After sorting and grading, the leaves were tied into “hands.” A hand of tobacco weighed about 1 pound if made of tips or lugs and about 2 – 3 pounds if made from cutters. A hand of tobacco is a group of leaves tied together at the stem end. The end is wrapped in another cured leaf.


The hands were then laid in the tobacco basket in a circle with the stem ends pointing to the outside. The baskets were then loaded and taken to the tobacco warehouse where they were sold at auction.  Today these baskets are used for more decorative purposes.

Placed neatly behind this lamp – it makes for the perfect backdrop


Very creative way to display the modern deerhead


The entryway was accented with the basket above the table flanked with candleholders


Here it makes for excellent wall art in this bedroom


A wreath made of cotton is attached to the tobacco basket and hung on the outside of the home


When placed behind the mirror, it gives the mirror more eye appeal


and the perfect accent for a country kitchen


Tobacco baskets are old and some are even broken, but they still offer an array of ways to decorate with them.  They may not be the type of basket Ella sings about but, it’s the basket I chose to write about.  However, if I found Ella’s basket I’d like to give her this and say “Thank You” for making a beautiful music.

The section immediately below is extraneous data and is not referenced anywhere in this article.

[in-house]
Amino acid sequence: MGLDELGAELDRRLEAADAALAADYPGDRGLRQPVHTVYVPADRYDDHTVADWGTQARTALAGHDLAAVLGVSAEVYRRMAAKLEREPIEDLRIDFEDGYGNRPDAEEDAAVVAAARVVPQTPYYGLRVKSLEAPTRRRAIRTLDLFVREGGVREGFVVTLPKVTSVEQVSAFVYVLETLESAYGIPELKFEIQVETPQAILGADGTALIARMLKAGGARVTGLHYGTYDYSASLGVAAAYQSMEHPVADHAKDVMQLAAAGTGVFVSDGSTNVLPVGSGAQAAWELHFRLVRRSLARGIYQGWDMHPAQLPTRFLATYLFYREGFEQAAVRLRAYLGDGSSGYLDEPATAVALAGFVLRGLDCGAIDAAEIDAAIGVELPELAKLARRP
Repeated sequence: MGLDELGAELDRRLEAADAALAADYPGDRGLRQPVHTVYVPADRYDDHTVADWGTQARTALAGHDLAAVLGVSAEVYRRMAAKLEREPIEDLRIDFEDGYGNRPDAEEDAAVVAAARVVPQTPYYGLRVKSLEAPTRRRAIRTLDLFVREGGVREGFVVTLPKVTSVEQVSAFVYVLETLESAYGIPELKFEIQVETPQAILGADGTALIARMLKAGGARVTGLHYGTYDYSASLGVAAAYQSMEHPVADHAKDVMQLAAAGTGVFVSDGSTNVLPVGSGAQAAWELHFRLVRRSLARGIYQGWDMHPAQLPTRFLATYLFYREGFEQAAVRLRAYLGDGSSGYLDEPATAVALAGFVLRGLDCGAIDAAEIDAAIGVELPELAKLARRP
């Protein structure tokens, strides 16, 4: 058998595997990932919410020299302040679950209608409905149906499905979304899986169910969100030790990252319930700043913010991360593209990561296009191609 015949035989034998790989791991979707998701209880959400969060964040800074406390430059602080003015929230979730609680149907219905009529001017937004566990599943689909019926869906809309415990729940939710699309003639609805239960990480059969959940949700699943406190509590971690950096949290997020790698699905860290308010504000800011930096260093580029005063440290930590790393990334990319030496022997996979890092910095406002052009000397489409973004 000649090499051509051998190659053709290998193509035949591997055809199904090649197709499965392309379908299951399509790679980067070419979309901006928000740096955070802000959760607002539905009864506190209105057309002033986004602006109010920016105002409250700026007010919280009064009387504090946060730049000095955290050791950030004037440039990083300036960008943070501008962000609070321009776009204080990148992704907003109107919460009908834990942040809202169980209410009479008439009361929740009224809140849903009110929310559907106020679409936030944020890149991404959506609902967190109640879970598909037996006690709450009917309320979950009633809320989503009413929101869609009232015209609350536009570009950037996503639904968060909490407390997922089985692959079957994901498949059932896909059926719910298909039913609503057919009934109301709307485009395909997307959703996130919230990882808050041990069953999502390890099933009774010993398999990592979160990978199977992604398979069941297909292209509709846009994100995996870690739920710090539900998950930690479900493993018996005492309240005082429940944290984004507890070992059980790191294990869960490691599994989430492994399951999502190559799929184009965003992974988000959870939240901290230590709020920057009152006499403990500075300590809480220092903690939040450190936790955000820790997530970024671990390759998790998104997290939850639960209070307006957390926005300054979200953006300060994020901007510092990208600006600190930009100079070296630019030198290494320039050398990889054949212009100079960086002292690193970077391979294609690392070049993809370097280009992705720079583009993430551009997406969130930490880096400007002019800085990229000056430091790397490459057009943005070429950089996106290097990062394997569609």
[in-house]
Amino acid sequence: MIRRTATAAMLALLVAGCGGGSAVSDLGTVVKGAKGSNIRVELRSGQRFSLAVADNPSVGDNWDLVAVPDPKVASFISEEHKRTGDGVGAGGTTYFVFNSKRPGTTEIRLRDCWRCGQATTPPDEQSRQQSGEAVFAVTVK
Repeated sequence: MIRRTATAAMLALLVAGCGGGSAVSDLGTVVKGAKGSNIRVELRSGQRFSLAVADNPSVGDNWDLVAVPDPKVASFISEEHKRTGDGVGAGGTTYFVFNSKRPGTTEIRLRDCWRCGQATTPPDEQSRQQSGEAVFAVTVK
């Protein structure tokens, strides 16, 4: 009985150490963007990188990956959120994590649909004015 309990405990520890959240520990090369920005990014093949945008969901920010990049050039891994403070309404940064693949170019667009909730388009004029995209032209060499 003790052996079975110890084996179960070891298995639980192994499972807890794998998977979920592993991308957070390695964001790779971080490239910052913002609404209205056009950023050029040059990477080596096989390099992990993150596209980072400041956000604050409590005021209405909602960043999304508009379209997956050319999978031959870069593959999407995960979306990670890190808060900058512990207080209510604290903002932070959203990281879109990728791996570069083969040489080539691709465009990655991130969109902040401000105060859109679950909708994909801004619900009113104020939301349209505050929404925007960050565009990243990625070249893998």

Quick Shrimp Quesadillas

Yum How many of you love quesadillas!! I know.. me,me,me,me,meeee!!  Every time I make these, I literally have to keep them in the oven, because if they’re seen, all I hear is “let me grab one”  chuckles..  These are simply … Continue reading

Deviled Eggs

Who doesn’t like the classic deviled eggs??  Just thought I’d share my recipe for this long time favorite.  Deviled eggs are always an easy tasteful finger food to serve.  There are all kinds of recipes out there, so here’s one more to add to the list.

devil eggs3

6 hard-boiled eggs – peeled     1/4 cup Hellman’s mayonnaise    1 1/2 tblspn Ken’s Creamy Caesar salad dressing    1 tblspn spicy brown mustard    1/2 tblspn sweet relish  1/4 tspn Tableblend Ms. Dash  1/8 tspn garlic salt  light sprinkle of onion powder  3 dashes hot pepper sauce   light sprinkle of black pepper  1/8 tspn paprika

Slice eggs and remove yolk in a small mixing bowl.  With a fork, smooth egg yolks and add remaining ingredients.  Stir to a creamy consistency.  If needed, add a bit more mayonnaise and salad dressing to make creamier.  Even though I’m sharing this recipe, I always vary the measurements by taste.  I take little tastes to which ingredient is a bit more needed.   Using a small spoon, scoop mixture and put inside the cavity of each egg.  Lightly sprinkle top with paprika and refrigerate until ready to serve.



Pattern Cut

I really appreciate you following along with me on this slow process.  After cleaning the excess cotton attached to the fabric, it was time to lay the fabric and cut the pattern.  That was easy enough for me.. (given I still have a problem cutting a straight line).   I had plans to start the year totally organized making plans, setting goals.. but the truth is.. I can’t devote every Friday to this project, so I pushed it back to every other.  But.. good news is ..  she assured me we should be finished with the chair in about 3 more classes..( I was like WOW!!)..



You’re getting a glimpse of the fabric.. (I hope you like it… )

I left there with a bit  more enthusiasm and with another baby step toward an accomplishment.  Linda is an excellent teacher… her patience and understanding is really terrific.  She even handed me my first upholstery book, the staple gun she started with, staples, and guide sheet..

I’ve got studying to do.. and this is about to get real interesting (to me)… For now… Tah-tah!